Forget Substitute Teachers. “Parachute Teachers” May Be the Future.

Jan 31, 2017 by

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By Megan Gambino –

Sarah Cherry Rice has seen too many substitute teachers sitting in the back whiling away class periods texting on their phones. At best, she says, they distribute worksheets—intentionally easy, “busy” work that the absent teacher selected to not complicate the sub’s job.

While there are some superhuman substitutes, Rice says, the expectation that a sub can arrive 10 minutes before class starts, pick up someone else’s lesson plan and magically make it happen is unreal.

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So when the veteran teacher and education consultant began to pursue her doctorate at the Harvard Graduate School of Education, her pet project was clear: She wanted to tackle the broken substitute teacher system that too many public schools don’t have the time or means to reform.

In 2015, Rice launched Parachute Teachers, a Boston-based startup that “parachutes” community professionals—chefs, coders, slam poets and others—into classrooms to teach about their areas of expertise.

Let’s start with the problem. What problem are you trying to fix?

There are districts across the country spending an enormous amount of money on substitute teachers. With teacher shortages and with less and less people going into teaching, more and more substitute teachers are being called in. Over the course of a student’s lifetime in public schools, they will spend about six months with substitute teachers. Six months is the average, but it is so much worse when you get into low performing, particularly urban districts.

When substitute teachers are coming in to the classroom, a lot of time there is not a lot of learning going on. They are handing out a worksheet at best, or you might be watching a movie. Sometimes it’s just total chaos. So an enormous amount of time and an enormous amount of money is spent on essentially adult babysitters that are coming into our schools. Right now, I think the number is about $4 billion that’s spent in U.S. public schools.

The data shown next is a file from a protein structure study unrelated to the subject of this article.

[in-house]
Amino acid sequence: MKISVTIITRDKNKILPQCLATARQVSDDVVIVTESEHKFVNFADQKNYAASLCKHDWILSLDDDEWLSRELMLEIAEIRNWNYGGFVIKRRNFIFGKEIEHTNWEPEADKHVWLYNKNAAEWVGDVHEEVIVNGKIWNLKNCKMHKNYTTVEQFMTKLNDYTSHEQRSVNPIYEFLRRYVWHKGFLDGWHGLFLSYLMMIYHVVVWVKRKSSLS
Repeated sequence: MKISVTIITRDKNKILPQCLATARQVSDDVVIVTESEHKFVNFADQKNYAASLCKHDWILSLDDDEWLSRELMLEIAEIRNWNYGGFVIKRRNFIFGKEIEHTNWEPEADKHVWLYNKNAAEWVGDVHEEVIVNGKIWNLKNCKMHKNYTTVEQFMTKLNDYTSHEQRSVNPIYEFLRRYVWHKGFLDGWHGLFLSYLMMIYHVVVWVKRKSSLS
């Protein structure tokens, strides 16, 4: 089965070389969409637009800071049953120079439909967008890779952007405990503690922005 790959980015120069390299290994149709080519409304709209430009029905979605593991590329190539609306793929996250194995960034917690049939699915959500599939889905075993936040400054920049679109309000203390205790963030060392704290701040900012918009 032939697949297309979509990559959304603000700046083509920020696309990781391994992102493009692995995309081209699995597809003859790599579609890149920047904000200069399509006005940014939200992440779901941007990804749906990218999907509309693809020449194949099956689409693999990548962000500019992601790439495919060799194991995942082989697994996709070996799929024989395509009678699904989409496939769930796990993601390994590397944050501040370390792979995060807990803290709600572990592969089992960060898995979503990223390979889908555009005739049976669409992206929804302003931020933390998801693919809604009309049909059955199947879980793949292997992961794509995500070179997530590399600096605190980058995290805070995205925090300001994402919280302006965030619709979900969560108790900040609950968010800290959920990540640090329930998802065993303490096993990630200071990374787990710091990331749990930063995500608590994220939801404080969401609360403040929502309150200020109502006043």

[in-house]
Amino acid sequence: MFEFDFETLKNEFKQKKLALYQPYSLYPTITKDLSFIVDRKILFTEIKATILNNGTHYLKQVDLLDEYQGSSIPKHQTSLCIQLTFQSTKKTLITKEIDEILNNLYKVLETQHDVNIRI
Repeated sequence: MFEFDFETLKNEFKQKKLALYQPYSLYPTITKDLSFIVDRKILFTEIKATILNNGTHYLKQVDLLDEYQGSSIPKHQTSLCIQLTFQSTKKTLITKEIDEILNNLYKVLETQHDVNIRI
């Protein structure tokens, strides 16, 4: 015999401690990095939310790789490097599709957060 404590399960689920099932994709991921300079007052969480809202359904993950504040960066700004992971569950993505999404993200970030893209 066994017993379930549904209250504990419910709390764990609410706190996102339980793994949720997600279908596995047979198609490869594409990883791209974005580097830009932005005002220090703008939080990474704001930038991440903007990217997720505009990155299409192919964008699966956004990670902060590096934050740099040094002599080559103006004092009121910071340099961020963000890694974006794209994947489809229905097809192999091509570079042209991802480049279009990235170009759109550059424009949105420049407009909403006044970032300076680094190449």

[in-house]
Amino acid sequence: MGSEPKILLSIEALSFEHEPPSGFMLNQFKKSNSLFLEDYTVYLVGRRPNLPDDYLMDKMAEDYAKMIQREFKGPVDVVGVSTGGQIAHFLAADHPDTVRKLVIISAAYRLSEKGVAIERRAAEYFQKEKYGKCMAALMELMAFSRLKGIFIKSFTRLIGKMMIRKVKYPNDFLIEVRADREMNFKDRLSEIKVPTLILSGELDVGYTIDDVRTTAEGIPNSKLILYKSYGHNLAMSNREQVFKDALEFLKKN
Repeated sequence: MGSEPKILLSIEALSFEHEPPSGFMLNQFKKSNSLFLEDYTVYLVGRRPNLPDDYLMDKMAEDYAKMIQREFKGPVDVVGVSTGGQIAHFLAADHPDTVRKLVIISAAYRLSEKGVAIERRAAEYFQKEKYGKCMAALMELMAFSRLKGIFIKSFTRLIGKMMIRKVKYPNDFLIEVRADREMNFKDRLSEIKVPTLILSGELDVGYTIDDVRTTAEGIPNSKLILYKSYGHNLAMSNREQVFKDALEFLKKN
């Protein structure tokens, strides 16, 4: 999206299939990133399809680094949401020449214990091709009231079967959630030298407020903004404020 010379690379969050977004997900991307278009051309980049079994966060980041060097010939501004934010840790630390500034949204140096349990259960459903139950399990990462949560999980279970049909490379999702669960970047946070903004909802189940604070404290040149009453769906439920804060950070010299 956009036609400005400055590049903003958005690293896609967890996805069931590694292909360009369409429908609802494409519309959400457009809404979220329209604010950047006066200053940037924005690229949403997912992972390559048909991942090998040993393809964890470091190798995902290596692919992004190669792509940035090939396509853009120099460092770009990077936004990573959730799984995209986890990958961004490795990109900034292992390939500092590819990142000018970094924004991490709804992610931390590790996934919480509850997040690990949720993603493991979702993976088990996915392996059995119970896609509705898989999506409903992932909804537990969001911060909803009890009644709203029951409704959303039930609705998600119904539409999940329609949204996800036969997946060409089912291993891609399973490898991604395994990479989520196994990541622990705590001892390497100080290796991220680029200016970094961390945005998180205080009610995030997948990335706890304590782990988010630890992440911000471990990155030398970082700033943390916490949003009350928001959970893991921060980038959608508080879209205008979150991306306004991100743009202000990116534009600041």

What Parachute is trying to do is think about how that time that’s wasted and the money that goes with that can be reused to offer high quality learning experiences for students.

So how does Parachute Teachers work, exactly?

We see that there is a teacher shortage, and beyond that there is even a substitute teacher shortage. You might have seen recently that in Michigan [a school staffing company] is putting up these huge billboards saying “Substitute teachers needed,” which basically screams if you are alive and breathing come into our schools. For so long, we see that is the requirement.

Source: Forget Substitute Teachers. “Parachute Teachers” May Be the Future. | Innovation | Smithsonian

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